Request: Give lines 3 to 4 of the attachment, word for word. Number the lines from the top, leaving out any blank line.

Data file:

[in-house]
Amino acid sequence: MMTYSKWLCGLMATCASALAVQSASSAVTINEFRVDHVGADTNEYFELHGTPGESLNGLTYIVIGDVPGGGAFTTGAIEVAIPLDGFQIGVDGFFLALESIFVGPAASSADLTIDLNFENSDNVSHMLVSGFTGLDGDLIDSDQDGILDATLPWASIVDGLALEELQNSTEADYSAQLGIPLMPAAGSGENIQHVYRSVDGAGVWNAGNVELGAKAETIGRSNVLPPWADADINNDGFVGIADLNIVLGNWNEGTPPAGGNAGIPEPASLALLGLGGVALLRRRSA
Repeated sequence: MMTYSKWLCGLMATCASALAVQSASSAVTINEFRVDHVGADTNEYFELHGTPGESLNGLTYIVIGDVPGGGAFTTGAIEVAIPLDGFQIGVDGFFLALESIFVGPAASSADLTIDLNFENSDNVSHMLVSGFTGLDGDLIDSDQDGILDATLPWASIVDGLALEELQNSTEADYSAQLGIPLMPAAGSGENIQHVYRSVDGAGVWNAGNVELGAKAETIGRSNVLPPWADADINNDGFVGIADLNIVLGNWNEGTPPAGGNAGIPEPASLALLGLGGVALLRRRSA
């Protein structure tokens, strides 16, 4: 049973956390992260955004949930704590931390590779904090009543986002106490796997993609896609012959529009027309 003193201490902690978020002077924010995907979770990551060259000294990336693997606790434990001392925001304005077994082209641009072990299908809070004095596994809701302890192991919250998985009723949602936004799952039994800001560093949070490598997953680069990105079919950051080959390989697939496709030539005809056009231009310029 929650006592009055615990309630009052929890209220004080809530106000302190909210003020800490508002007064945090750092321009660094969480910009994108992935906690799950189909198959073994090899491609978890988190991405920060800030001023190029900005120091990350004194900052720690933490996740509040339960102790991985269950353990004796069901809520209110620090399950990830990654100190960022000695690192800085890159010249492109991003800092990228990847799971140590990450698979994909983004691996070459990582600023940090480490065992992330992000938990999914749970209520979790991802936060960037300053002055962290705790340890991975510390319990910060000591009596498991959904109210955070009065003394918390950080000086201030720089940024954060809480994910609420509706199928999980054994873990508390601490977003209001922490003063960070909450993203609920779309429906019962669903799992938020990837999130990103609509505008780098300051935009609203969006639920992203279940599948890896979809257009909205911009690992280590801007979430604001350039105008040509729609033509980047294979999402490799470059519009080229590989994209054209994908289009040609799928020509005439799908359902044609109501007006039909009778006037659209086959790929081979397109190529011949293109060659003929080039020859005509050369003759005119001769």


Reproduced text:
Repeated sequence: MMTYSKWLCGLMATCASALAVQSASSAVTINEFRVDHVGADTNEYFELHGTPGESLNGLTYIVIGDVPGGGAFTTGAIEVAIPLDGFQIGVDGFFLALESIFVGPAASSADLTIDLNFENSDNVSHMLVSGFTGLDGDLIDSDQDGILDATLPWASIVDGLALEELQNSTEADYSAQLGIPLMPAAGSGENIQHVYRSVDGAGVWNAGNVELGAKAETIGRSNVLPPWADADINNDGFVGIADLNIVLGNWNEGTPPAGGNAGIPEPASLALLGLGGVALLRRRSA
């Protein structure tokens, strides 16, 4: 049973956390992260955004949930704590931390590779904090009543986002106490796997993609896609012959529009027309 003193201490902690978020002077924010995907979770990551060259000294990336693997606790434990001392925001304005077994082209641009072990299908809070004095596994809701302890192991919250998985009723949602936004799952039994800001560093949070490598997953680069990105079919950051080959390989697939496709030539005809056009231009310029 929650006592009055615990309630009052929890209220004080809530106000302190909210003020800490508002007064945090750092321009660094969480910009994108992935906690799950189909198959073994090899491609978890988190991405920060800030001023190029900005120091990350004194900052720690933490996740509040339960102790991985269950353990004796069901809520209110620090399950990830990654100190960022000695690192800085890159010249492109991003800092990228990847799971140590990450698979994909983004691996070459990582600023940090480490065992992330992000938990999914749970209520979790991802936060960037300053002055962290705790340890991975510390319990910060000591009596498991959904109210955070009065003394918390950080000086201030720089940024954060809480994910609420509706199928999980054994873990508390601490977003209001922490003063960070909450993203609920779309429906019962669903799992938020990837999130990103609509505008780098300051935009609203969006639920992203279940599948890896979809257009909205911009690992280590801007979430604001350039105008040509729609033509980047294979999402490799470059519009080229590989994209054209994908289009040609799928020509005439799908359902044609109501007006039909009778006037659209086959790929081979397109190529011949293109060659003929080039020859005509050369003759005119001769």